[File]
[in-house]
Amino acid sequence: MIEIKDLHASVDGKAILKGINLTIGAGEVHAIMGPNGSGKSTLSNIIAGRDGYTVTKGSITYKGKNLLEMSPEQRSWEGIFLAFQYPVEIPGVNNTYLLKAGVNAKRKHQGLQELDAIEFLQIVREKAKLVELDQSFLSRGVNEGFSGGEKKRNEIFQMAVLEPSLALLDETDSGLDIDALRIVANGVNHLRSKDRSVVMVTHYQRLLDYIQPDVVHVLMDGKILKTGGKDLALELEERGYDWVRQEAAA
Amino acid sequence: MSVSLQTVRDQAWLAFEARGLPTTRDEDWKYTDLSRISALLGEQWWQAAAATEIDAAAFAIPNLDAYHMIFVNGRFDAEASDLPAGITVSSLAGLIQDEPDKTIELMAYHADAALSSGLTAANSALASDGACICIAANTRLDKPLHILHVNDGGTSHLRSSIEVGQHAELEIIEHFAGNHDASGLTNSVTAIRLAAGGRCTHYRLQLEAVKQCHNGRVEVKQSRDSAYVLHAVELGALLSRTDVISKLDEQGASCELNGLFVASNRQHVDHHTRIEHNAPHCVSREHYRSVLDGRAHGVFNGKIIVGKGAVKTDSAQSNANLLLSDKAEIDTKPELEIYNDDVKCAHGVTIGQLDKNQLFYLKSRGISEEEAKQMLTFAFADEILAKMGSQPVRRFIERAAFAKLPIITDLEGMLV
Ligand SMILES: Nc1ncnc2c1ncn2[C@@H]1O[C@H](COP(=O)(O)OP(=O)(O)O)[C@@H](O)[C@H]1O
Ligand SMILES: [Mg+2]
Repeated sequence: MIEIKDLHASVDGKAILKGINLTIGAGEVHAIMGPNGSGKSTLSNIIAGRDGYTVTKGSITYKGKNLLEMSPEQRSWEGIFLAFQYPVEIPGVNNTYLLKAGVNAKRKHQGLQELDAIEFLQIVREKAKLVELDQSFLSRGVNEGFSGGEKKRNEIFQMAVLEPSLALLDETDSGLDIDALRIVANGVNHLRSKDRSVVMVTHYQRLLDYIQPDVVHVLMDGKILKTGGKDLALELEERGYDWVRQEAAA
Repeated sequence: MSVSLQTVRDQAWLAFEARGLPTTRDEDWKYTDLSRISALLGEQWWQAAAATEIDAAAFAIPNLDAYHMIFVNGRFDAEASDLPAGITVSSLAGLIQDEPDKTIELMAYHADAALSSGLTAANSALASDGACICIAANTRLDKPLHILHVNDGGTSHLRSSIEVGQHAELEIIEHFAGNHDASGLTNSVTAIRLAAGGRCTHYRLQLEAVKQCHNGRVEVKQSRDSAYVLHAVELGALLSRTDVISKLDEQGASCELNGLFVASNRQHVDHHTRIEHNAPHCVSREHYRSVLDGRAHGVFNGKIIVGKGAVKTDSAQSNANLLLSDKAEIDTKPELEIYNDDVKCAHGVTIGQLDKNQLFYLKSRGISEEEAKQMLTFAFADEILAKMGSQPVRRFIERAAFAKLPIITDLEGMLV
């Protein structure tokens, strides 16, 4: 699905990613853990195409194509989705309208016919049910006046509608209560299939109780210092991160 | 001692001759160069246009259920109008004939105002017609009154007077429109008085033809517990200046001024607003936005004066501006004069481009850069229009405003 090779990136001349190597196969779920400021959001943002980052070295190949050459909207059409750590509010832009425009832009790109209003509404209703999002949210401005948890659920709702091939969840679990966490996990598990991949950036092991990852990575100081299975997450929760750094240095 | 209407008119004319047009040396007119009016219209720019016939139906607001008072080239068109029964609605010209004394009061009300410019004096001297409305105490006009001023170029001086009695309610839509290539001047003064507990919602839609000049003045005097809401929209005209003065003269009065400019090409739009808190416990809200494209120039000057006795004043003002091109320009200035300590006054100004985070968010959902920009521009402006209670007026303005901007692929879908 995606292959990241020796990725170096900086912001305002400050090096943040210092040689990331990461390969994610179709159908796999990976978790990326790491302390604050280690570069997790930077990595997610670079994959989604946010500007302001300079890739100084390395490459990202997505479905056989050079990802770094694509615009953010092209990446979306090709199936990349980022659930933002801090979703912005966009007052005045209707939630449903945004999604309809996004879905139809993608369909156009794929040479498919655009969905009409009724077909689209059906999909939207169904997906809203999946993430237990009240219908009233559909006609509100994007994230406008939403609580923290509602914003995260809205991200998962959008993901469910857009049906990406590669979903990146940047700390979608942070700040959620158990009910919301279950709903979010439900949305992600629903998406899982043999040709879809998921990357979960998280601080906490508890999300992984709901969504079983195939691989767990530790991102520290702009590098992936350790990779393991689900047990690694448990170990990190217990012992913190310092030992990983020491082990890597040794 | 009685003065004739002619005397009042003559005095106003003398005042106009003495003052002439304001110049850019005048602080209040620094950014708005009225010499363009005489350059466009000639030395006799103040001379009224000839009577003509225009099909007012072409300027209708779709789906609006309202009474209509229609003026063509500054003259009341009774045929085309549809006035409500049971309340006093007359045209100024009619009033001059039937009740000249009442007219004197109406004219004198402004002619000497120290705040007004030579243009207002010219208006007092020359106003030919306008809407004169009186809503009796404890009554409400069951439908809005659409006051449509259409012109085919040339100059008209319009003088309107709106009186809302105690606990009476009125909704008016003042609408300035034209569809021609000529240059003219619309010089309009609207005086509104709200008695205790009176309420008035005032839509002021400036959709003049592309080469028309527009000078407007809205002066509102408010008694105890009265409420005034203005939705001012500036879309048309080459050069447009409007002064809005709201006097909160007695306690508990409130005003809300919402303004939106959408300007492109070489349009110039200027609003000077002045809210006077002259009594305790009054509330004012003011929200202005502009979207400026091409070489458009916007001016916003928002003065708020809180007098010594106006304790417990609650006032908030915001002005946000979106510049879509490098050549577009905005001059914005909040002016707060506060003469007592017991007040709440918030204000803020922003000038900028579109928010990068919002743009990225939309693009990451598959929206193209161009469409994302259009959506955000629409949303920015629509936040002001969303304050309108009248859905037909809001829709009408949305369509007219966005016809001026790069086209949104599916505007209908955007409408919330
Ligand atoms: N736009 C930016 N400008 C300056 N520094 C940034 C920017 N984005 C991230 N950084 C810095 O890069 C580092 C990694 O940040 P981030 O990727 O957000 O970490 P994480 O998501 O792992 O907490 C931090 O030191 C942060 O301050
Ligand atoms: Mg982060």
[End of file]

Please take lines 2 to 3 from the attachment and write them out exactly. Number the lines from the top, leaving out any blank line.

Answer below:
Amino acid sequence: MIEIKDLHASVDGKAILKGINLTIGAGEVHAIMGPNGSGKSTLSNIIAGRDGYTVTKGSITYKGKNLLEMSPEQRSWEGIFLAFQYPVEIPGVNNTYLLKAGVNAKRKHQGLQELDAIEFLQIVREKAKLVELDQSFLSRGVNEGFSGGEKKRNEIFQMAVLEPSLALLDETDSGLDIDALRIVANGVNHLRSKDRSVVMVTHYQRLLDYIQPDVVHVLMDGKILKTGGKDLALELEERGYDWVRQEAAA
Amino acid sequence: MSVSLQTVRDQAWLAFEARGLPTTRDEDWKYTDLSRISALLGEQWWQAAAATEIDAAAFAIPNLDAYHMIFVNGRFDAEASDLPAGITVSSLAGLIQDEPDKTIELMAYHADAALSSGLTAANSALASDGACICIAANTRLDKPLHILHVNDGGTSHLRSSIEVGQHAELEIIEHFAGNHDASGLTNSVTAIRLAAGGRCTHYRLQLEAVKQCHNGRVEVKQSRDSAYVLHAVELGALLSRTDVISKLDEQGASCELNGLFVASNRQHVDHHTRIEHNAPHCVSREHYRSVLDGRAHGVFNGKIIVGKGAVKTDSAQSNANLLLSDKAEIDTKPELEIYNDDVKCAHGVTIGQLDKNQLFYLKSRGISEEEAKQMLTFAFADEILAKMGSQPVRRFIERAAFAKLPIITDLEGMLV